Raleigh cites bike-friendly improvements for decrease in crashes since 2017

Elaina Athans Image
Wednesday, November 10, 2021
How Raleigh is reducing its bike-related crash rate
When Raleigh adopted its Bike Plan back in 2009, there were just four miles of bike lanes. There are now more than 80 miles.

RALEIGH, N.C. (WTVD) -- Cyclist-related crashes are steadily decreasing in Raleigh and officials are contributing the improvements to efforts to make the city more bike-friendly.

Bike lanes are continuously being added to roadways.

When Raleigh adopted its Bike Plan back in 2009, there were just four miles of bike lanes. There are now more than 80 miles.

"I do believe it is safer now than it was seven years ago," said Raleigh resident Charles Thompson.

He's a manager at Oak City Cycling and an avid cyclist himself.

Thompson bikes to work every day and appreciates dedicated lanes.

"It's shocking to hear the numbers (of added lanes) and how much it has increased," said Thompson.

It wasn't so long ago that he was injured in a wreck near NC State University.

"I had an accident years ago on a road that now has a bike lane, which feels good," he said.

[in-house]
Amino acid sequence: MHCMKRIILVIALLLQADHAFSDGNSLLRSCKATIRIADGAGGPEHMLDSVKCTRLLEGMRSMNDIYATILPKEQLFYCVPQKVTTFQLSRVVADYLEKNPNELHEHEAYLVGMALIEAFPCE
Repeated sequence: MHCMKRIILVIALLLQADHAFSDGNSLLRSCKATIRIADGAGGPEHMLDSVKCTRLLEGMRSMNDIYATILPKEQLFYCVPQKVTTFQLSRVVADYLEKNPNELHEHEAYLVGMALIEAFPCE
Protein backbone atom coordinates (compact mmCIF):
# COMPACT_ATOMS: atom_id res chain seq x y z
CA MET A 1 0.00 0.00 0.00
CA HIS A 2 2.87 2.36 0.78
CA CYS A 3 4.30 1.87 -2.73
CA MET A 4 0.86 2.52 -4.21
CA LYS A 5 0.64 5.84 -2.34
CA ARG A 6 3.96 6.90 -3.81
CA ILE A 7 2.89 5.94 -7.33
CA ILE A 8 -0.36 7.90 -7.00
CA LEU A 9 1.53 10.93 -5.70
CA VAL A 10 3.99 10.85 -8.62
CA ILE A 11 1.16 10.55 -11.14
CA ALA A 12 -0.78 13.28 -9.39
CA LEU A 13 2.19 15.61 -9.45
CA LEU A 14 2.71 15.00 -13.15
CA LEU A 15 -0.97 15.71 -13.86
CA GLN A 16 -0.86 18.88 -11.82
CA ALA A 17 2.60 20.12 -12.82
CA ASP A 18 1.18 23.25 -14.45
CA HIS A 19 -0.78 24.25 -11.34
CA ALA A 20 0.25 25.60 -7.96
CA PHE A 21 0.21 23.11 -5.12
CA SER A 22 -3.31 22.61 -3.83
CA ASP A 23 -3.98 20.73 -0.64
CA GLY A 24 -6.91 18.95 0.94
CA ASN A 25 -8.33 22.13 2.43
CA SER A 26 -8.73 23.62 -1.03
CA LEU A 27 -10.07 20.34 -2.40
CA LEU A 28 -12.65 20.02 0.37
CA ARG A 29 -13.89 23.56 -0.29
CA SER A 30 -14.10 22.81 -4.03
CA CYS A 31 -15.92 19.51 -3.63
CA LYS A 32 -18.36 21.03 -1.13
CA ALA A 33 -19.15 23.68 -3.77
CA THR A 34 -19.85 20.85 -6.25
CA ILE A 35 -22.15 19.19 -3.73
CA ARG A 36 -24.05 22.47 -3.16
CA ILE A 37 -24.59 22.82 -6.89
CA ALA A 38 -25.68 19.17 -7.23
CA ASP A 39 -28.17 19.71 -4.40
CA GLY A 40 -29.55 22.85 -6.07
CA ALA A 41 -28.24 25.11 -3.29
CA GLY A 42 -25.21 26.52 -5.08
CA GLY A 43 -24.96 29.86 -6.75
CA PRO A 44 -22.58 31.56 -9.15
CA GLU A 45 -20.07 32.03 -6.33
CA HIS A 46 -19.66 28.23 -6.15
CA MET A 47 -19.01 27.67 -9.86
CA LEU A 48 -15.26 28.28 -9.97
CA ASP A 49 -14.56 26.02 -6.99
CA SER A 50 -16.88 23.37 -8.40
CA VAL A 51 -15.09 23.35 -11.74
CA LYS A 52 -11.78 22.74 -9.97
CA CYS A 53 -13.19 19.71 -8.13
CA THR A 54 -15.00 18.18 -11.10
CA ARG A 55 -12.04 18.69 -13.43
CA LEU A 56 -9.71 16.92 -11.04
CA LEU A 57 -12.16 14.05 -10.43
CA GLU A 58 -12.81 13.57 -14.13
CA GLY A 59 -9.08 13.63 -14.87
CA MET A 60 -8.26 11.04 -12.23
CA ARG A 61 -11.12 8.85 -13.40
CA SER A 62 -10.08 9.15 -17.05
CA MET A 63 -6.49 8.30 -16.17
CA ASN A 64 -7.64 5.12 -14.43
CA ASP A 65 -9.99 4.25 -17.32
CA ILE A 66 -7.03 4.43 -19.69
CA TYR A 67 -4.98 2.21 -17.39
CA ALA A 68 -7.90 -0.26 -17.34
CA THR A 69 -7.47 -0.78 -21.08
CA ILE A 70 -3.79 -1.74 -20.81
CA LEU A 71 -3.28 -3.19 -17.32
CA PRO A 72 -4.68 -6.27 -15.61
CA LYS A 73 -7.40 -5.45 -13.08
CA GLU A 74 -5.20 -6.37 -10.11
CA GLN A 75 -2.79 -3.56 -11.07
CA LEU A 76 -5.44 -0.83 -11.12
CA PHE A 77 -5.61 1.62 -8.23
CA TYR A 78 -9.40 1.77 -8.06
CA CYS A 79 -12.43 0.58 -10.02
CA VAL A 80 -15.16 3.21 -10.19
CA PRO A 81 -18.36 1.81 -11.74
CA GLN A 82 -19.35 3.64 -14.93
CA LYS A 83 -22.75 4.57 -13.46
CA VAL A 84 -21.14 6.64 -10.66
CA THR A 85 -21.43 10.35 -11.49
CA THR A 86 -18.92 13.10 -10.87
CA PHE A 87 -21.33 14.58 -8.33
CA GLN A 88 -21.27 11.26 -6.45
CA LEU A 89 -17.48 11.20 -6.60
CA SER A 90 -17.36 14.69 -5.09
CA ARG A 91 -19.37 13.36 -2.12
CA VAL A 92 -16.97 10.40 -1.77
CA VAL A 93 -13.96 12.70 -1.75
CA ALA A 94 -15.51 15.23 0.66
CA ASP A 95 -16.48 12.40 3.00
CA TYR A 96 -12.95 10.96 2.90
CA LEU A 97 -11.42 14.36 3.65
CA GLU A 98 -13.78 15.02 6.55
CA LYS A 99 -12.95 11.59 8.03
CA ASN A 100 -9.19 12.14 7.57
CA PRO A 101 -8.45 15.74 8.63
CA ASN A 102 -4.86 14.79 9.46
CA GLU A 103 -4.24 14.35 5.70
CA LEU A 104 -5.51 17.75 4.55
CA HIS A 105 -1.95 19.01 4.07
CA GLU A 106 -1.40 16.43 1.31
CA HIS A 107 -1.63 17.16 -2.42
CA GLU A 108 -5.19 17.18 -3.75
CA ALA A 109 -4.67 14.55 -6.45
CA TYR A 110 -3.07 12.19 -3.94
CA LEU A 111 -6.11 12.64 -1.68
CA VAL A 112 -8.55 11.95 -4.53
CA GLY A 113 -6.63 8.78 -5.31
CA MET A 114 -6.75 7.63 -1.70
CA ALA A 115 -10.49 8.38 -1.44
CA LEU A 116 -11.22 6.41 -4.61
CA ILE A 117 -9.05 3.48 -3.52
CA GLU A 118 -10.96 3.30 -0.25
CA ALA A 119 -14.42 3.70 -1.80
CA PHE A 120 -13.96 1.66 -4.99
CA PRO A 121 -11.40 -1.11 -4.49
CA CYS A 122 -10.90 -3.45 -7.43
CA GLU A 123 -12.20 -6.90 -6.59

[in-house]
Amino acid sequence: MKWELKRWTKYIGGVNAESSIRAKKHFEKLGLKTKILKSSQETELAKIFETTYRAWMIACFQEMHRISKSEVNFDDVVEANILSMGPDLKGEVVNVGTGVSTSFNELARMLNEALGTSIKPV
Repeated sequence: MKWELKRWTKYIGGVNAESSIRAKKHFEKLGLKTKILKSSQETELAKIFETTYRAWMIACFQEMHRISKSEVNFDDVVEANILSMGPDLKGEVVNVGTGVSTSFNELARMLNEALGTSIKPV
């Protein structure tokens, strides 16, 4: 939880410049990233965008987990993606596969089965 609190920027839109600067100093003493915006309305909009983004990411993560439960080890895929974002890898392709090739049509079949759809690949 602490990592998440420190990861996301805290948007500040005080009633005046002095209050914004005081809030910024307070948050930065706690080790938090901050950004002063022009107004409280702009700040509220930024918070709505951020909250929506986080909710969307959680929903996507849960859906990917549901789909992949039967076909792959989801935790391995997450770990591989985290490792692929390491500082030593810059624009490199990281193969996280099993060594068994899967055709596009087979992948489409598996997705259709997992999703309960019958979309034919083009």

Raleigh Transportation Planning Manager Eric Lamb said the work is easy in new developments. There's a blank canvas to incorporate bike lanes.

Reconfiguring existing roadways can be more difficult and it may create some tricky situations for drivers.

On Crabtree Boulevard off Capital Boulevard, for instance, drivers have to cross over the bike lane to make a right on North Raleigh Boulevard.

The City has reassigned some of the pavement on Green Road.

"Green Road was built anticipating a massive amount of development around the Mini City area. It was a four lane private roadway, but it doesn't have four lanes worth of traffic," explained Lamb. "We could reassign some of that pavement and make some space for bike lanes and still meet the traffic demands. Does that mean that it goes from being a wide-open free flow road to sometimes congested during rush hour? Yes, but it's not necessarily a bad thing when you take into consideration all of the safety improvements not just for bikes but for traffic as well."

Raleigh reports that bike-related crashes have been being sliced in half since 2017.

"That's a really, really remarkable achievement," said Lamb.

It could encourage folks to find alternative forms of transportation.

"There are people who need this option and thinking of them is what we should be doing. I am privileged to be able to commute by bike as a choice, but that is not everyone's situation," said Thompson.

There is a plan for the city and you can see whether streets in your neighborhood are slated for improvements.